Fancy owning the pianos used by the Beatles on some of their most iconic recordings? Cinesamples may have the next best thing, as Hollin Jones discovers.
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System Requirements – Kontakt or Kontakt Player 5.3.1 or higher, OS X 10.7, Windows 7, 2GB RAM
Cinesamples started out making sample-based virtual instruments in fairly niche categories that weren’t well catered for by the rest of the market, but later branched out into more catch-all areas such as orchestras.
The company still produces unique content though, and Abbey Road Classic Upright Pianos fits that description. Running in Kontakt or Kontakt Player, it uses 17GB of sample content and can be used as a standalone instrument or as a plug-in inside any major DAW.
It’s especially unusual in that it doesn’t recreate a specific kind of instrument, but two individual pianos that live at London’s legendary Abbey Road studios.
These are the Challen Studio piano as played by The Beatles on several albums, and the “Mrs Mills” piano, again used extensively by The Beatles. Both pianos have also featured on countless recordings by numerous other famous acts. The samples were recorded in-house by Abbey Road engineers.
There are two pianos but three main patches : Challen, Challen Tack and Mrs Mills. The interface is pleasing to the eye and reminiscent of a vintage recording console, with all the major controls on a single screen. For any of the three models you get three mixes and these are represented by the three sliders in the centre of the display.
These can be used in variable amounts all at the same time without phasing issues, blended together or selectively switched off to leave only one or two. The first mix is “vintage” and uses the same mics and positions employed for recording the pianos in the 1960s: an AKG D19c mic, REDD.47 valve preamp, Neumann U67 and an AKG C12.
The modern mix uses different mics placed in front of the sound board for a warmer sound and the room mix uses a “Decca Tree” of three Neumann TLM50 mics and two ambient mics to capture more of the sound of Abbey Road’s Studio 2.
Let it Be
By blending two or three of the mixes you can get a really full sound, or strip it back by just using a single mix. There’s a reverb fader too, with seven impulse responses to choose from plus an EQ section to the right with low, mid and high dials for tailoring the sound. This section can be switched to show effects such as stereo width, saturation and filtering, each with their own controls.
To the left are three further dials, the first of which is Sample Start and which lets you alter the amount of attack in the notes by setting how quickly or how late into the sample the sound begins. Set low, you get very attack-heavy notes, and set higher, a softer effect.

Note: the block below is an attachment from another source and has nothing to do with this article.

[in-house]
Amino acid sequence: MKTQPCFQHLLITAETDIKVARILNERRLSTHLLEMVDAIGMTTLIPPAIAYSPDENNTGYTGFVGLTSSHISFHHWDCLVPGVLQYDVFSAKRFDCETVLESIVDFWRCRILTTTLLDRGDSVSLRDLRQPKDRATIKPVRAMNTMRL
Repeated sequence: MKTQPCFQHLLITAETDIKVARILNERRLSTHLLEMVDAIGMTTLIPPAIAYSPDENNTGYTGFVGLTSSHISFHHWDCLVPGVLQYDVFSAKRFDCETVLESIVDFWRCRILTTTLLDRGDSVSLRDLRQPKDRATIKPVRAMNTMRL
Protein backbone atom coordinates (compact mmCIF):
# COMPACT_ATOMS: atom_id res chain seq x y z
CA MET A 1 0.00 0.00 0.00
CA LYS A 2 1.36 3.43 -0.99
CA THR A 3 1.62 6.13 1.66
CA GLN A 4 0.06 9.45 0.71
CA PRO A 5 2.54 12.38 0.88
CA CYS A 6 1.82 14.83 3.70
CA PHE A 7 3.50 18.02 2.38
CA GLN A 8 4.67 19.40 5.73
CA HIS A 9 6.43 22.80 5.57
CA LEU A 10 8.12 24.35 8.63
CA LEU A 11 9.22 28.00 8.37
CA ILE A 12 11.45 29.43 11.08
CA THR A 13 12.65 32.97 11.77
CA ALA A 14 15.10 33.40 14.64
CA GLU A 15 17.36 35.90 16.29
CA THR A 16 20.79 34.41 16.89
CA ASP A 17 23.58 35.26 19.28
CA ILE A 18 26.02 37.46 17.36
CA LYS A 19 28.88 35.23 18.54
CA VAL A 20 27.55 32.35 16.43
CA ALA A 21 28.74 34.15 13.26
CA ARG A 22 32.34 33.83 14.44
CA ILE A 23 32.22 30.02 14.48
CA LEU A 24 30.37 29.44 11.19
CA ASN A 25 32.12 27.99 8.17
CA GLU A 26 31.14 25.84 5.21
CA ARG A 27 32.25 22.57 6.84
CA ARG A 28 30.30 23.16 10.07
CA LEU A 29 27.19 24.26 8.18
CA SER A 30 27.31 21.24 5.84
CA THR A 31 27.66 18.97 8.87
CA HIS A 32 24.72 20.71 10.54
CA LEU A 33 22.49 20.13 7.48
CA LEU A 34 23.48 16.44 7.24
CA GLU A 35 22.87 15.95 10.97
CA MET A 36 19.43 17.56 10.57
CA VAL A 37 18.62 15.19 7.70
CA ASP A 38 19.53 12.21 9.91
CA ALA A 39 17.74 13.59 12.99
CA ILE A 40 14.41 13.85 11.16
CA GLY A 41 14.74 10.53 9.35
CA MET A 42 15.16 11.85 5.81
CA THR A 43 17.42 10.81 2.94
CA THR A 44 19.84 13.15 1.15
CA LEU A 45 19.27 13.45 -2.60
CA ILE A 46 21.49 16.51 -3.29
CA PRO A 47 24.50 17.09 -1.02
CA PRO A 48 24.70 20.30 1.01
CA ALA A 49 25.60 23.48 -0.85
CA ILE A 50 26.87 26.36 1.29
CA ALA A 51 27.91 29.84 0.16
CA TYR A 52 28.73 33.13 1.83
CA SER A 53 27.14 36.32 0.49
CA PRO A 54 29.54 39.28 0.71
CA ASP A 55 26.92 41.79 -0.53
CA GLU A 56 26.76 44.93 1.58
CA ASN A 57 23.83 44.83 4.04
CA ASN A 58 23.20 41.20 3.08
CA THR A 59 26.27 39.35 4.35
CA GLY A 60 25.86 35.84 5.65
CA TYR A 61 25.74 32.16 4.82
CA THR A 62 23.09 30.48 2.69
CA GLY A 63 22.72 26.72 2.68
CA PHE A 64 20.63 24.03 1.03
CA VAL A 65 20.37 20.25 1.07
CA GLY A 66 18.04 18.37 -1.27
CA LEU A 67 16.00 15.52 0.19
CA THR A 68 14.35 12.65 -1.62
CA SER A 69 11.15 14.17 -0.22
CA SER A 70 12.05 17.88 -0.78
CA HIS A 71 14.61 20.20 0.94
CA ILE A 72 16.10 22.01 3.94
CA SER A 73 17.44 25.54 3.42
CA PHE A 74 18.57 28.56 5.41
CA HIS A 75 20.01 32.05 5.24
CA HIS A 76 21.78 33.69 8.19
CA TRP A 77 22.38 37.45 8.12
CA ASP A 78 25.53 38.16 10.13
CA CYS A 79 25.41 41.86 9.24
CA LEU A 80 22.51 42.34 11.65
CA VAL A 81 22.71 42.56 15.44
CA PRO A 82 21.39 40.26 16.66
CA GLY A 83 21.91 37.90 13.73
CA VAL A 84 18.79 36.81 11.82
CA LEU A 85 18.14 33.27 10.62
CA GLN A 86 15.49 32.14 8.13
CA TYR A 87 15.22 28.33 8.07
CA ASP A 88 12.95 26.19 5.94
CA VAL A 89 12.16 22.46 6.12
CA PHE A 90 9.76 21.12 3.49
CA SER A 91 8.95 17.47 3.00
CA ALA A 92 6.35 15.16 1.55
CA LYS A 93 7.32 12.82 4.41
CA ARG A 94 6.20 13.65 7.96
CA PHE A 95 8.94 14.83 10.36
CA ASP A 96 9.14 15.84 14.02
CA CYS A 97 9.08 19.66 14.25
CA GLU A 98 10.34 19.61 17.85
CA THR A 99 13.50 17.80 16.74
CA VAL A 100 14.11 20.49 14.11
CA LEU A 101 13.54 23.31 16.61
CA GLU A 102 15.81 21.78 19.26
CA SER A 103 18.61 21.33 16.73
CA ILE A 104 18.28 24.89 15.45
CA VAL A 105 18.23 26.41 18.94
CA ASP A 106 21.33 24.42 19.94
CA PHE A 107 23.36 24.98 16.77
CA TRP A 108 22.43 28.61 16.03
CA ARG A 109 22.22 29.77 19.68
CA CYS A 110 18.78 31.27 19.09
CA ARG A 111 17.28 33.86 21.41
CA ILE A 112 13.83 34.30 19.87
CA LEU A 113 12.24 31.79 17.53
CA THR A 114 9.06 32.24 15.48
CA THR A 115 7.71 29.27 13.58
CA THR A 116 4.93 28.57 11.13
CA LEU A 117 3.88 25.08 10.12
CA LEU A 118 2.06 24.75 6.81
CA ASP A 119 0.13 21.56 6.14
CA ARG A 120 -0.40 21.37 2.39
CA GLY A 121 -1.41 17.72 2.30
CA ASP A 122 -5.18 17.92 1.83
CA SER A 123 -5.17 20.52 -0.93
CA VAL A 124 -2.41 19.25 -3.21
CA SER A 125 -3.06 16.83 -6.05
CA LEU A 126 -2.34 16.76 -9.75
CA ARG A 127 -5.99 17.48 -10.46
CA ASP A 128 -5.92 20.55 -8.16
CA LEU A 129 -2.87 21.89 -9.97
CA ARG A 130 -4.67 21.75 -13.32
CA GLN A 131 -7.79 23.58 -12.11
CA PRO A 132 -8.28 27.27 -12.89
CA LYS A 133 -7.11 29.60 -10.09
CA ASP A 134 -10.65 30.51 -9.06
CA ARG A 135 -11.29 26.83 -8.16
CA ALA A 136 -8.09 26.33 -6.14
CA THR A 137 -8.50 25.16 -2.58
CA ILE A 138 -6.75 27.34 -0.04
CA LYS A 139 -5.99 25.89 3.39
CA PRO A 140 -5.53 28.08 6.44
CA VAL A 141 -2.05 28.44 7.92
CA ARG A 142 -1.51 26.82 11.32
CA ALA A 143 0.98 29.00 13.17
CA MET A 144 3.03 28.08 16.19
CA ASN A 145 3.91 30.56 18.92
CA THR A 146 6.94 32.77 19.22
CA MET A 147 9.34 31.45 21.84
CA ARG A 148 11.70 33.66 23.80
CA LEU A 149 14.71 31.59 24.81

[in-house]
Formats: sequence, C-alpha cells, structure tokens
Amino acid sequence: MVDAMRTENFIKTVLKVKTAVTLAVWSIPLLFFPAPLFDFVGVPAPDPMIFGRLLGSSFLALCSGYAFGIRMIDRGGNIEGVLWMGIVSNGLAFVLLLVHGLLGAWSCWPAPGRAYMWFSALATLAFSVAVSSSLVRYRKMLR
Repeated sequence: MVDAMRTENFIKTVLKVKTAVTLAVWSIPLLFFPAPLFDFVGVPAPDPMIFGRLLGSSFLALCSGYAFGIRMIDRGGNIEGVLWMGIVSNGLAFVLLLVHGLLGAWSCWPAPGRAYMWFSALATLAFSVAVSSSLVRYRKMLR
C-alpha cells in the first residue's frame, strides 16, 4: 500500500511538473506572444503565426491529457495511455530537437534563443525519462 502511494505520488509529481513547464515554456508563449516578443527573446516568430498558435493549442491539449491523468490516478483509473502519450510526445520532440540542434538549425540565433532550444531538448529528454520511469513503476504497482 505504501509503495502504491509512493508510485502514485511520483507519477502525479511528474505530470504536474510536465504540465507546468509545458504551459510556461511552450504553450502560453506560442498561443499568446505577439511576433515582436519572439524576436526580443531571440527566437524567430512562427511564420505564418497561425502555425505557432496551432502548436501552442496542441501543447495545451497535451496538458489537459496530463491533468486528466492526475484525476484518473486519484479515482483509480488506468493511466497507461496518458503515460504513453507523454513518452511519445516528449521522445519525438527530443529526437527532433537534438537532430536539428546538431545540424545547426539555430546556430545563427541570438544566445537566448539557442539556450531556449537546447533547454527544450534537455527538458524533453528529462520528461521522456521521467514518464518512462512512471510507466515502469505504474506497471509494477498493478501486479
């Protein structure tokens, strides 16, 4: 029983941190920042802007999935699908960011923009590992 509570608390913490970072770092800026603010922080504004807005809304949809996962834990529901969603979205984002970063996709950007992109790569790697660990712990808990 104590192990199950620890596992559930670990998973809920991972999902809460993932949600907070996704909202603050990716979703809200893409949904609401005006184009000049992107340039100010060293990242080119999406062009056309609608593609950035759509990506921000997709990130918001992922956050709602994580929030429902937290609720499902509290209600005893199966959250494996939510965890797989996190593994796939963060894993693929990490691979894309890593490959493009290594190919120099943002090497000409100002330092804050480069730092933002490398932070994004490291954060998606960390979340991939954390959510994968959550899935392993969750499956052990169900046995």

At the top right of the interface, a large mono / stereo switch lets you flip between the two and while mono “real” pianos sound quite different to stereo ones, you might want to use mono pianos to fit in with the style of the music you are making.
These are, after all, vintage instruments. In the centre, a velocity curve readout can be manually adjusted by dragging with the mouse to change velocity responsiveness, and there are presets available.
A Dynamic Range control is a nice addition that lets you set either a more uniform volume for all velocity layers, or create a setup where softer velocities are quiet and higher velocities much louder. An amplitude knob lets you bring the whole curve up or down while keeping the curve’s shape intact. It’s even possible to change the listener perspective, although this does involve digging into Kontakt’s back end setup screen a little.
A Piece of History
These two pianos – three if you count the harder-edged and more jangly Challen Tack version of the Challen – sound flawless. It’s difficult to compare them to other pianos because, as noted earlier, you’re playing a model of piano, a specific piano in a specific room and which has been modified over the years.
As such these are some pretty special instruments with a sound that’s been lovingly crafted and is not available anywhere else. Given the virtual impossibility of ever getting near one of these two pianos yourself, this instrument provides a remarkable way to get the sounds of The Beatles’ piano – the actual one they played – in your productions.
There’s tweakability of course, although you probably won’t want to mess too much with the originals since they sound sublime.
A listen to the audio demos on the website is recommended to hear just what special instruments these are.
● Sampled pianos as found at Abbey Road Studio 2
● 17GB content
● Three piano patches
● Three mixes per patch
● Runs in Kontakt or Kontakt Player
● Reverb and other effects
● Variable velocity curve
● Configurable sample start